It is possible that telomerase mutations would impair the regenerative reserves of hepatocytes in the context of chronic liver damage. Accordingly, an increased frequency of telomerase mutations could be associated with cirrhosis induced by chronic liver diseases. Here, we sequenced the TERT and TERC genes in a cohort of 1,121 individuals, 521 patients with liver cirrhosis and 600 controls. The analysis revealed a significantly increased frequency of telomerase mutations in cirrhosis patients (14 heterozygous, two homozygous allelic variants in 521 individuals; allele frequency 0.017) compared to controls (three heterozygous sequencing
variants in 600 individuals; 0.003, P value 0.0007; Relative risk [RR] 1.859; 95% confidence interval [CI] 1.552-2.227). Cirrhosis-associated telomerase 17-AAG price mutations showed functional defects and were associated with the evolution of disease complications. Together, these data provide the first demonstration of a broad involvement of telomerase mutations in the evolution and click here progression of cirrhosis in response to chronic liver injury. The finding could impact on the future development of molecular therapies and surveillance programs in patient with chronic liver disease. DKC, dyskeratosis congenita; HBV, hepatitis B virus; HCC, hepatocellular carcinoma; HCV, hepatitis C virus; PCR, polymerase
chain reaction; TERC, telomerase RNA component; TERT, telomerase reverse transcriptase; TRAP, telomere repeat amplification protocol; TRF telomere restriction fragment. A total of 1,121 individuals were recruited for the current study. Among them, 521 patients were diagnosed P-type ATPase with liver cirrhosis; 600 controls were either healthy individuals (n = 473) or patients with chronic HCV infection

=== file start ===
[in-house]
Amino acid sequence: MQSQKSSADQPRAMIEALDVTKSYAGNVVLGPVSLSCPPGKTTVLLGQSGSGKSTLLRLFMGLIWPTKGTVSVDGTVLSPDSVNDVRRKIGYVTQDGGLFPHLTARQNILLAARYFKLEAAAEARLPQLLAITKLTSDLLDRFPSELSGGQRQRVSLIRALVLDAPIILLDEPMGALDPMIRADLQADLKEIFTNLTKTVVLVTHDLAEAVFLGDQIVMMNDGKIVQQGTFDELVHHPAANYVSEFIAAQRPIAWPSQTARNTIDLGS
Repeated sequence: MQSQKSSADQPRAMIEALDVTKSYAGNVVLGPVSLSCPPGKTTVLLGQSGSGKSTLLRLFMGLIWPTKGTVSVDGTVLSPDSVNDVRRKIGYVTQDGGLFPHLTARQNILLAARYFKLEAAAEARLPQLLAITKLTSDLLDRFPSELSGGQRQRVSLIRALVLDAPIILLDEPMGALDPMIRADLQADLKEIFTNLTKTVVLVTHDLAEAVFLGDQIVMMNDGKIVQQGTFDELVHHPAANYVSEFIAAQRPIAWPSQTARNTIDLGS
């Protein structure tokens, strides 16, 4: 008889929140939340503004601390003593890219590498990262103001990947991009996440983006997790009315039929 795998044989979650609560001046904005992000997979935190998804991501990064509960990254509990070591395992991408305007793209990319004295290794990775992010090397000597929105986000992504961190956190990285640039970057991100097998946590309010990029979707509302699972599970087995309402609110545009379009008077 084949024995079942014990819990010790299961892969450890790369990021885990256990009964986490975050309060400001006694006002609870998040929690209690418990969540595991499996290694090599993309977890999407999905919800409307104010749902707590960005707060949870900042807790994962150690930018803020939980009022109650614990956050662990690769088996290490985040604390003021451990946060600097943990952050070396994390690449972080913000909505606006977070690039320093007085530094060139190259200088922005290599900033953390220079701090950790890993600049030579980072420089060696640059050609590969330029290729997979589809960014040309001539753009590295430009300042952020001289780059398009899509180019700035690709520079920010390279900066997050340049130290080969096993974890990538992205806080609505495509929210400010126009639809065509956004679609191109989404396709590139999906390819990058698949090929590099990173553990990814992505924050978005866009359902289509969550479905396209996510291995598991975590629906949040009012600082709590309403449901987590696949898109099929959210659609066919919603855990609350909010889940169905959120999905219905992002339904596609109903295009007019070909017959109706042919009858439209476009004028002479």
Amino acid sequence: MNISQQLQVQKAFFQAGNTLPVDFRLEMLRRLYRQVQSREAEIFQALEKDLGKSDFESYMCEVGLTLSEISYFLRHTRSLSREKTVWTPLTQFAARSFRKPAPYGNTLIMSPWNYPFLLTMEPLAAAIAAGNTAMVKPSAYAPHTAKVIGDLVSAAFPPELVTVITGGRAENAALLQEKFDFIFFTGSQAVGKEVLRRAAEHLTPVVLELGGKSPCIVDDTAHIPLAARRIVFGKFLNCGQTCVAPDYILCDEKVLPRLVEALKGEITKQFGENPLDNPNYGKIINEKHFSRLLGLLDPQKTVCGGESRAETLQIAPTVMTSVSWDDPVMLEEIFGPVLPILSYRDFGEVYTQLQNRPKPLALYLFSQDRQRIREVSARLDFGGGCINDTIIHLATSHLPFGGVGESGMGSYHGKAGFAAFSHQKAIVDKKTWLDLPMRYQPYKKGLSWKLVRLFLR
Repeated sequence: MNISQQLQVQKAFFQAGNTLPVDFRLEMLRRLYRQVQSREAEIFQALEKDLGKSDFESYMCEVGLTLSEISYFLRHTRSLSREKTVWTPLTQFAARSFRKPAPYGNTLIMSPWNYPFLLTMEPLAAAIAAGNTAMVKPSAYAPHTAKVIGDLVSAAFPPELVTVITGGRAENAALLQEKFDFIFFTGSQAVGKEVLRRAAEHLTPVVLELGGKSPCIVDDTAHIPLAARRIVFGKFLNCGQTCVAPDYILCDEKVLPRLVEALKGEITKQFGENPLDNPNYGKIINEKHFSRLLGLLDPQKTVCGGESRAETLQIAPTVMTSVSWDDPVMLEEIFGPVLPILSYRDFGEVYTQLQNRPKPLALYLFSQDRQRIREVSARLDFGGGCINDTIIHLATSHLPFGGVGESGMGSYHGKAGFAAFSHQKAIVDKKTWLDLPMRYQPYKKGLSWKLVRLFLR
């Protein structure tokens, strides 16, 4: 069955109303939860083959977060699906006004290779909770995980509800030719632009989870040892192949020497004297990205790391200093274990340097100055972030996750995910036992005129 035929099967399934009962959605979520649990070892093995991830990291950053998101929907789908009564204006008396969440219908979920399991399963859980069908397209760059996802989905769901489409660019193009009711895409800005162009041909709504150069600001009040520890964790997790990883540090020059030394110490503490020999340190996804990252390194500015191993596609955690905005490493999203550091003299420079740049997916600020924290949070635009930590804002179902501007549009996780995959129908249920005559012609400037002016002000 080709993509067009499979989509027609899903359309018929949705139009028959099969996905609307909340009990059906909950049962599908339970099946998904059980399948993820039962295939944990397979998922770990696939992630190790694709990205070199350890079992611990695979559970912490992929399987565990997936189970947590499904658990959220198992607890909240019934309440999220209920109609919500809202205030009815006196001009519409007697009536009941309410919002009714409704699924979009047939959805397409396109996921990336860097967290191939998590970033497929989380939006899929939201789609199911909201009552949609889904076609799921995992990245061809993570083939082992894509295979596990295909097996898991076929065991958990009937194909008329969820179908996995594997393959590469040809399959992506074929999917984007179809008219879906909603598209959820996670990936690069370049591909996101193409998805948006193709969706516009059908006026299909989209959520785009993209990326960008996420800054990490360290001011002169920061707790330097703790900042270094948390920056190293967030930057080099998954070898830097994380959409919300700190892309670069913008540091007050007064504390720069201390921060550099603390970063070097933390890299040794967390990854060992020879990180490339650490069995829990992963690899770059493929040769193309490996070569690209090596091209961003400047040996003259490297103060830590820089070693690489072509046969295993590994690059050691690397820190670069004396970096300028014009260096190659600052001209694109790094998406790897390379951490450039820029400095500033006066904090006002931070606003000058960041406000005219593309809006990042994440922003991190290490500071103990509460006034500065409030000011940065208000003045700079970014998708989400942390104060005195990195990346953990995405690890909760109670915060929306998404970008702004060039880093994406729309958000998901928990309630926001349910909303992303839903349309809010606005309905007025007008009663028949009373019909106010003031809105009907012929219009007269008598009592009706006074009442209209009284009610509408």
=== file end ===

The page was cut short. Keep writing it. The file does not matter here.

who did not develop cirrhosis during follow-up (average time of follow-up: 21 years, n = 127). We included the group of hepatitis C carriers who did not progress towards liver cirrhosis because this cohort provides an important control indicating that telomerase mutations do associate with the development of cirrhosis and not with the occurrence of chronic liver disease per se. Subjects were recruited from (1) the Liver Unit, Hôpital Jean Verdier in Bondy Cedex, France, (2) the Department of Gastroenterology, Hepatology and Endocrinology of Hannover Medical School in Hannover, Germany, (3) the Henriettenstiftung Hannover, Germany, (4) the Institute for Clinical Transfusion Medicine and Immunogenetics, DRK Blood Donor Service Baden-Württemberg-Hesse, University of Ulm, and (5) the Peking Union Medical College Hospital, Chinese Academy of Medical Sciences. The study was approved by the local Institutional Review Boards and written informed consent was obtained from all subjects. The study was designed in accordance with the principles of the Declaration of Helsinki and patient data were evaluated anonymously.